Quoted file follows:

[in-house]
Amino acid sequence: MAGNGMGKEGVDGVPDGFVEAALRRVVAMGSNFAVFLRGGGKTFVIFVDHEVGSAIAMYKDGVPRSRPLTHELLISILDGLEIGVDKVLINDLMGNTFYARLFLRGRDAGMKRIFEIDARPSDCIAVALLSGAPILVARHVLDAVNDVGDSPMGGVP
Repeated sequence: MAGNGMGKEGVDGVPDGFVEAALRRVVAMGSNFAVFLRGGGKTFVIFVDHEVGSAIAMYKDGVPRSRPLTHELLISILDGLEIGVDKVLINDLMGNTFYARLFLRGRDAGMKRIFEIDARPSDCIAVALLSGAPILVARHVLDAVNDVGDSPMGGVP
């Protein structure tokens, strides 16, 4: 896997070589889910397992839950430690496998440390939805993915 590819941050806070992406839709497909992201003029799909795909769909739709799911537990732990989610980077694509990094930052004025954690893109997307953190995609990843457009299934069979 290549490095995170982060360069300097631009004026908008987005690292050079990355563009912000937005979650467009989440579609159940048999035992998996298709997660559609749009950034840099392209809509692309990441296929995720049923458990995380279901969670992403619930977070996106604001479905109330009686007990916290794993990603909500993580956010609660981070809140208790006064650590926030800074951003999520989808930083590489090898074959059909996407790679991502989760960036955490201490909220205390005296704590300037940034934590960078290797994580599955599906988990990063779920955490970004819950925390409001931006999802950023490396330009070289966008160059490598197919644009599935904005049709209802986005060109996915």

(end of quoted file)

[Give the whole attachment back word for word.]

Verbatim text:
[in-house]
Amino acid sequence: MAGNGMGKEGVDGVPDGFVEAALRRVVAMGSNFAVFLRGGGKTFVIFVDHEVGSAIAMYKDGVPRSRPLTHELLISILDGLEIGVDKVLINDLMGNTFYARLFLRGRDAGMKRIFEIDARPSDCIAVALLSGAPILVARHVLDAVNDVGDSPMGGVP
Repeated sequence: MAGNGMGKEGVDGVPDGFVEAALRRVVAMGSNFAVFLRGGGKTFVIFVDHEVGSAIAMYKDGVPRSRPLTHELLISILDGLEIGVDKVLINDLMGNTFYARLFLRGRDAGMKRIFEIDARPSDCIAVALLSGAPILVARHVLDAVNDVGDSPMGGVP
């Protein structure tokens, strides 16, 4: 896997070589889910397992839950430690496998440390939805993915 590819941050806070992406839709497909992201003029799909795909769909739709799911537990732990989610980077694509990094930052004025954690893109997307953190995609990843457009299934069979 290549490095995170982060360069300097631009004026908008987005690292050079990355563009912000937005979650467009989440579609159940048999035992998996298709997660559609749009950034840099392209809509692309990441296929995720049923458990995380279901969670992403619930977070996106604001479905109330009686007990916290794993990603909500993580956010609660981070809140208790006064650590926030800074951003999520989808930083590489090898074959059909996407790679991502989760960036955490201490909220205390005296704590300037940034934590960078290797994580599955599906988990990063779920955490970004819950925390409001931006999802950023490396330009070289966008160059490598197919644009599935904005049709209802986005060109996915």